Dan Chu
May 11, 1987 12:00 PM

The priest was dying. “I have come to accept the inevitability of my death—soon,” said the Rev. Michael Peterson, 44, during an interview last October with the National Catholic Reporter. But when he spoke of his terminal illness, his friends and associates, who watched this once energetic priest-psychiatrist wither to near helplessness, assumed it was cancer. They were mistaken. Father Michael was a victim of AIDS.

As AIDS has spread, the Catholic clergy has not been spared. At least a dozen reports of priests and brothers afflicted with the disease have appeared in recent months in Chicago, Boston, San Francisco, Hawaii, New York and now in Peterson’s home diocese of Washington, D.C. While some of the clerical victims have been sheltered and cared for by their colleagues, others have died shunned, ashamed and alone.

Peterson was not alone. Late in February he told Washington’s Archbishop James A. Hickey the truth about his disease. The conservative archbishop responded by helping the stricken priest to emerge from secrecy and, as Hickey recalls, to “use this teaching moment to help AIDS sufferers free themselves from this terrible isolation.” From his deathbed, Peterson composed a confidential letter to the priests of his home diocese and to Catholic bishops across the U.S. “I hope,” he wrote, “that in my own struggle with this disease, in finally acknowledging that I have this lethal syndrome, there might come some measure of compassion, understanding and healing for me and for others with it—especially those who face the disease alone and in fear.”

His plea was all the more poignant because, with his medical training, he was himself a healer of wounded priests. In 1978 he had founded the St. Luke Institute in suburban Suitland, Md., a psychiatric-care hospital for priests, brothers and nuns troubled by alcoholism, drug dependency and sexual problems. “He was so charismatic, such a positive influence on so many lives,” says the Rev. Jim Yeakel, director of pastoral field education at the De Sales School of Theology in Washington, D.C. “His illness seemed so unfair. I thought, ‘Why him? Why him?’ ”

Peterson was a searcher for spiritual directions all of his life. Born in Seattle and reared in Stockton, Calif., he left the Mormon faith of his family at age 13. His interest in medicine evolved at Stanford University, and he went on for his M.D. at the University of California at San Francisco. He worked for six years with the U.S. Public Health Service, much of that time as a research scientist at the National Institutes of Health and the Food and Drug Administration, but he was not fulfilled. “Here I am sitting in a lab shooting monkeys and mice full of viruses,” he once said. “Why don’t I do something with my life?”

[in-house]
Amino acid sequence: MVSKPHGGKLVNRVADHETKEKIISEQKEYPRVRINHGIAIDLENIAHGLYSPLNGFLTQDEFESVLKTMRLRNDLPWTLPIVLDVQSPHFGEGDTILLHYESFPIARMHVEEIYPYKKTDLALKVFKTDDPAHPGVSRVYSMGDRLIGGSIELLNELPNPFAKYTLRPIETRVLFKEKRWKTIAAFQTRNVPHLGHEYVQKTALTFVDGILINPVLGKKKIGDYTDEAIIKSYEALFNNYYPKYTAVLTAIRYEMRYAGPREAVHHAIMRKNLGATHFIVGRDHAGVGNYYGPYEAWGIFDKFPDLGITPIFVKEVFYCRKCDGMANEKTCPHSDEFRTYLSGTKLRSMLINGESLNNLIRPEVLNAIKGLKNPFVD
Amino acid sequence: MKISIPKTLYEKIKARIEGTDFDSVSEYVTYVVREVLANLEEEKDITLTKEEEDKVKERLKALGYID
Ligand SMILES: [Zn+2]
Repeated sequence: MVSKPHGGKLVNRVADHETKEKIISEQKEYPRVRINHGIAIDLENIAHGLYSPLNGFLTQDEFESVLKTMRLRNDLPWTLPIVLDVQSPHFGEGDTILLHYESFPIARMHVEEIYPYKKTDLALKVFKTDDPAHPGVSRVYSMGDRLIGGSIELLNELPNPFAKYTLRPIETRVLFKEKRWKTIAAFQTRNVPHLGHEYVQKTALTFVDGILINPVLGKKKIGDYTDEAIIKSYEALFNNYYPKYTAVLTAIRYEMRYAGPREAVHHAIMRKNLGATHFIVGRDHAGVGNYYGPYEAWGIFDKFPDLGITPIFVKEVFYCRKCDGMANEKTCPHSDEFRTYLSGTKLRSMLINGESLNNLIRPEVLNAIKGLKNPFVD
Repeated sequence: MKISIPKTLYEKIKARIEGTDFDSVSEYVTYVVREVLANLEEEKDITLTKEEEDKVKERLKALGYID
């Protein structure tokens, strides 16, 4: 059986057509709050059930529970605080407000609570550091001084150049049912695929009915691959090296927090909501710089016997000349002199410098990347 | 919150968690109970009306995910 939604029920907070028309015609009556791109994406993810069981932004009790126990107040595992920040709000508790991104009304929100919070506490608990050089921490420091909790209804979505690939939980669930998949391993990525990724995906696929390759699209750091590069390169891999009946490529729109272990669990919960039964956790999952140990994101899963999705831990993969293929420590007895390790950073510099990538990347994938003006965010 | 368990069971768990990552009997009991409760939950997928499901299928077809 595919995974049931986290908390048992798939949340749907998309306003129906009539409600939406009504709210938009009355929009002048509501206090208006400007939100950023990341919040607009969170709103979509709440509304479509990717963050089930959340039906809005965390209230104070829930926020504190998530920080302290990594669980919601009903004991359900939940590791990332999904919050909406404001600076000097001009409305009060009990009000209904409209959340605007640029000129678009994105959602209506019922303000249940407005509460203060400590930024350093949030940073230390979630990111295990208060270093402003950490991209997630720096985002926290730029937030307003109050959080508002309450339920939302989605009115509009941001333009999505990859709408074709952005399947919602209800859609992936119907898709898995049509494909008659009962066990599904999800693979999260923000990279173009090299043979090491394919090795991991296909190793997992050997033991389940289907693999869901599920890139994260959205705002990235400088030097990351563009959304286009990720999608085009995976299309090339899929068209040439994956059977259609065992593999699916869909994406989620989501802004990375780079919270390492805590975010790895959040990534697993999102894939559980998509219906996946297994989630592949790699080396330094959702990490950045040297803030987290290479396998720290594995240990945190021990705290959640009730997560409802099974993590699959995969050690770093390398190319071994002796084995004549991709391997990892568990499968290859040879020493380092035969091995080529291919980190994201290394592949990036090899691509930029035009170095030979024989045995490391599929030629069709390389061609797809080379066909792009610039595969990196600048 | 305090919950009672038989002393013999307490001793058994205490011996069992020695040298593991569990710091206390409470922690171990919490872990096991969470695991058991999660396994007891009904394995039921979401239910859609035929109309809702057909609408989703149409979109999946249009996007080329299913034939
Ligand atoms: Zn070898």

At 32 he entered the De Sales School of Theology. Ordained three years later, Peterson promptly persuaded his superiors to establish St. Luke, a 24-bed hospital that has in recent years had a substantial waiting list for admittance. A nonstop worker himself, Peterson logged 200,000 miles yearly for workshops, counseling troubled clergy on chemical dependency and pedophilia. He held firmly to his belief that homosexuality is “genetically programmed in utero.”

Ironically, the archbishop who ministered daily to Peterson until the end is known as a vigilant defender of the church’s censure of homosexuals. In a separate letter that accompanied Peterson’s message to bishops and colleagues, Archbishop Hickey, 66, did not retreat from that position. Yet he also wrote: “[Father Michael’s] illness reminds us in a personal way of the terrible human tragedy of AIDS in our midst. His suffering challenges us to reach out with renewed conviction and compassion…not condemnation.”

The archbishop said he never asked Peterson how he contracted AIDS. “And certainly in death,” Hickey adds, “I have no desire to pursue it.” Within the church, the archbishop’s ministry to Peterson is being viewed as a model for handling a sensitive and acutely embarrassing situation. “I think what we’re trying to do is to show that we care for our own,” said Hickey, “that we don’t send them off to die in oblivion.”

That message was clear on April 13, four days after Father Michael’s death, when Washington’s St. Matthew’s Cathedral overflowed with seven bishops and hundreds of priests for his funeral Mass. It was the first time in the U.S. that an acknowledged priest-victim of AIDS had been so honored, and some saw it as a watershed for the church. “All those priests coming out to the funeral was saying an awful lot,” says the Rev. Robert Nugent, an author and lecturer for the Catholic Coalition for Gay Civil Rights. “They weren’t ashamed of a priest with AIDS.”

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